I’m not sure I understand the argument from cultic practice. Is it that the same-sex behaviour condemned was confined to the cultic context? Is it that Old Testament arguments regarding uncleanness presuppose the presence of the cultus in the midst of the people? I agree that there is not the same boundary between the sacred and the profane, but between the cultus and the rest of life? I’m not so sure. There are a lot of rules that determine and defend the boundary around the temple—who or what can go in and out, and so on.

You say that “abomination” is “associated with cultic practice in Leviticus”. But where is the evidence for that? There is no reference to the cultus in Leviticus 18. These are instructions given to the people regarding how they should live in the land (18:1-5); and they can expect the land to vomit them out if they commit acts which are an abomination to God. Undoubtedly, the way the word is used today goes beyond this rather technical sense (though this is true in scripture as well), but that doesn’t permit us to mitigate the force of the term in the Old Testament context.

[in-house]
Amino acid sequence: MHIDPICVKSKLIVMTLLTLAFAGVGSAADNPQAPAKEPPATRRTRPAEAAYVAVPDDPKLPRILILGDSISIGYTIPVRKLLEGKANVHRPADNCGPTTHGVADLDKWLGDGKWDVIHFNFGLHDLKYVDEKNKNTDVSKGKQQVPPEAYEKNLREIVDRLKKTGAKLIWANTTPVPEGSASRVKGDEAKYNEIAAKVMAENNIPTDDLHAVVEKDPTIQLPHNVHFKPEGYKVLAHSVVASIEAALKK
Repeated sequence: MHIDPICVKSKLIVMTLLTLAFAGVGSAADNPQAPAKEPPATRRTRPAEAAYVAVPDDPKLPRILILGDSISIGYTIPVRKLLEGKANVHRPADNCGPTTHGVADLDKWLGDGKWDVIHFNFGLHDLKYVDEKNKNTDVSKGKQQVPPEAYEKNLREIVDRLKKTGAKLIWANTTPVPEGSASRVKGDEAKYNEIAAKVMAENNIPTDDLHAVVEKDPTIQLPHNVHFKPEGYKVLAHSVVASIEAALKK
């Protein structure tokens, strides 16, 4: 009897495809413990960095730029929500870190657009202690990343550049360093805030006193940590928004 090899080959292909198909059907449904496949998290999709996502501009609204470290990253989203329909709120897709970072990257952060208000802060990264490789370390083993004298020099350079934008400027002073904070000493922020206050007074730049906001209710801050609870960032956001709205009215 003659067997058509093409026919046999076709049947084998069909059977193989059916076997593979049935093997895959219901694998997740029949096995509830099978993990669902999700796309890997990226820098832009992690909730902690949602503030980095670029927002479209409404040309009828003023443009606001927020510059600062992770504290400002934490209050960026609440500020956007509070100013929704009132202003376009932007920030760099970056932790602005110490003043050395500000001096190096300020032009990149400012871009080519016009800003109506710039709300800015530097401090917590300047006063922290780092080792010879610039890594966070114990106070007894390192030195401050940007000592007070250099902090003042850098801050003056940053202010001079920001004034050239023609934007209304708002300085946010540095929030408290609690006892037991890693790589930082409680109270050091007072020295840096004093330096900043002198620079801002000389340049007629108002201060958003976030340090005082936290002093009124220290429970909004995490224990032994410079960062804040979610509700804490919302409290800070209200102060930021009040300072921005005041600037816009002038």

Apologies first to Ian Paul; I must be behind the times, but as a church leader I’m very aware of what happens in my own church and very many others, which is exactly as I have described. Ian’s criticism of my attitude should, in my mind, at least be balanced by criticism of the damage which ‘traditional’ interpretations of scripture (fuelled by prejudice) have done to gay people, in and out of the church. Thanks anyway for the perspective.

Andrew — I really don’t know whether proscribed cultic behaviour, if such it was in Leviticus 18 & 20, was confined to shrines or not. But the larger picture of Leviticus is about a distinction between Israelite holiness and Canaanite practices. At least, that is a conclusion that can be drawn by proscriptions on mixing different fibres in cloth, mixing two types of crop in a field, or boiling a calf in its mother’s milk. One of the conclusions has been that this kind of thing had some sort of ritual significance in Canaanite cultic practices, relating to fertility god/goddesses, or some sort of familiar magic.

You say “same-sex” behaviour, but that is a conclusion which is in question, considering the structure and opaqueness of the Hebrew word structure in Leviticus 18:22 and Leviticus 20:13. Even as “same-sex” behaviour, it is open to various interpretations, not all of which condemn the behaviour. It is equally possible that the behaviour does refer to Canaanite temple practices.